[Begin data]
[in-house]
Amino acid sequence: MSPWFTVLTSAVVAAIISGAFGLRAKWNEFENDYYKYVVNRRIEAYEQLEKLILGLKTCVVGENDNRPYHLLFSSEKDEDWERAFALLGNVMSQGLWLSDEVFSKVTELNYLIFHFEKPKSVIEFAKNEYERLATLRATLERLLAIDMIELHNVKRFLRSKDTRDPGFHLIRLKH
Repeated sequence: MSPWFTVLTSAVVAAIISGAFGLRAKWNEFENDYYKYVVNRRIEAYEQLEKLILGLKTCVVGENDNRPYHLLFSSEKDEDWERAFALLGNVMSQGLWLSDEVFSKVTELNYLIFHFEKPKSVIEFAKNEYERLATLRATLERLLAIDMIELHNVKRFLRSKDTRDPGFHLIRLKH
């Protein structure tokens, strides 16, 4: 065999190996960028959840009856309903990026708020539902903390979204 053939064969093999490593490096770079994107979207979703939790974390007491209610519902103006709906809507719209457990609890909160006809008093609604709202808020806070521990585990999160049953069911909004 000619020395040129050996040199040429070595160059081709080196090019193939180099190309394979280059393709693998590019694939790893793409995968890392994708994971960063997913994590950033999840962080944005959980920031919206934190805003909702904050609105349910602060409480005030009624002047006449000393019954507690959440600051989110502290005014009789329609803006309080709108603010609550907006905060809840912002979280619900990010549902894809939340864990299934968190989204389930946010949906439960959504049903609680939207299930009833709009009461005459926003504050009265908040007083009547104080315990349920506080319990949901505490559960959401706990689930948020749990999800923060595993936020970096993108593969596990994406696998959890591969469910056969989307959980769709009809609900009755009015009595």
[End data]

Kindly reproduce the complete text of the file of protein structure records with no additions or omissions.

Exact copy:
[in-house]
Amino acid sequence: MSPWFTVLTSAVVAAIISGAFGLRAKWNEFENDYYKYVVNRRIEAYEQLEKLILGLKTCVVGENDNRPYHLLFSSEKDEDWERAFALLGNVMSQGLWLSDEVFSKVTELNYLIFHFEKPKSVIEFAKNEYERLATLRATLERLLAIDMIELHNVKRFLRSKDTRDPGFHLIRLKH
Repeated sequence: MSPWFTVLTSAVVAAIISGAFGLRAKWNEFENDYYKYVVNRRIEAYEQLEKLILGLKTCVVGENDNRPYHLLFSSEKDEDWERAFALLGNVMSQGLWLSDEVFSKVTELNYLIFHFEKPKSVIEFAKNEYERLATLRATLERLLAIDMIELHNVKRFLRSKDTRDPGFHLIRLKH
């Protein structure tokens, strides 16, 4: 065999190996960028959840009856309903990026708020539902903390979204 053939064969093999490593490096770079994107979207979703939790974390007491209610519902103006709906809507719209457990609890909160006809008093609604709202808020806070521990585990999160049953069911909004 000619020395040129050996040199040429070595160059081709080196090019193939180099190309394979280059393709693998590019694939790893793409995968890392994708994971960063997913994590950033999840962080944005959980920031919206934190805003909702904050609105349910602060409480005030009624002047006449000393019954507690959440600051989110502290005014009789329609803006309080709108603010609550907006905060809840912002979280619900990010549902894809939340864990299934968190989204389930946010949906439960959504049903609680939207299930009833709009009461005459926003504050009265908040007083009547104080315990349920506080319990949901505490559960959401706990689930948020749990999800923060595993936020970096993108593969596990994406696998959890591969469910056969989307959980769709009809609900009755009015009595």